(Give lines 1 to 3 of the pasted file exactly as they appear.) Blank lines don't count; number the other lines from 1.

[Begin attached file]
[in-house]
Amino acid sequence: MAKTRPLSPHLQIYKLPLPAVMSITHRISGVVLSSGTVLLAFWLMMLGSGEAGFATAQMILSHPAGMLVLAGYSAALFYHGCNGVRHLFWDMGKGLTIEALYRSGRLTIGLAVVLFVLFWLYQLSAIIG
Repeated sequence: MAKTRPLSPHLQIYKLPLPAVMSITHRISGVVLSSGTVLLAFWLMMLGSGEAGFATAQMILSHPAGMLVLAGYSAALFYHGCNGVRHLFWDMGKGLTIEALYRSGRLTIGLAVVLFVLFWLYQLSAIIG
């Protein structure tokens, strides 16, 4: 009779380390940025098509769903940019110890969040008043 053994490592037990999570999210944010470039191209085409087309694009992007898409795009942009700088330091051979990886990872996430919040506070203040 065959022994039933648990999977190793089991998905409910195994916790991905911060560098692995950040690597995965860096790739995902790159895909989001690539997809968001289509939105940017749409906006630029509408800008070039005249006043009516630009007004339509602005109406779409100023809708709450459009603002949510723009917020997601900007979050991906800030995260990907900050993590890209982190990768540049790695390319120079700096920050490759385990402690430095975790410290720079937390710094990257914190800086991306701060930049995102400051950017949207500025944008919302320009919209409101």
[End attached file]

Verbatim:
[in-house]
Amino acid sequence: MAKTRPLSPHLQIYKLPLPAVMSITHRISGVVLSSGTVLLAFWLMMLGSGEAGFATAQMILSHPAGMLVLAGYSAALFYHGCNGVRHLFWDMGKGLTIEALYRSGRLTIGLAVVLFVLFWLYQLSAIIG
Repeated sequence: MAKTRPLSPHLQIYKLPLPAVMSITHRISGVVLSSGTVLLAFWLMMLGSGEAGFATAQMILSHPAGMLVLAGYSAALFYHGCNGVRHLFWDMGKGLTIEALYRSGRLTIGLAVVLFVLFWLYQLSAIIG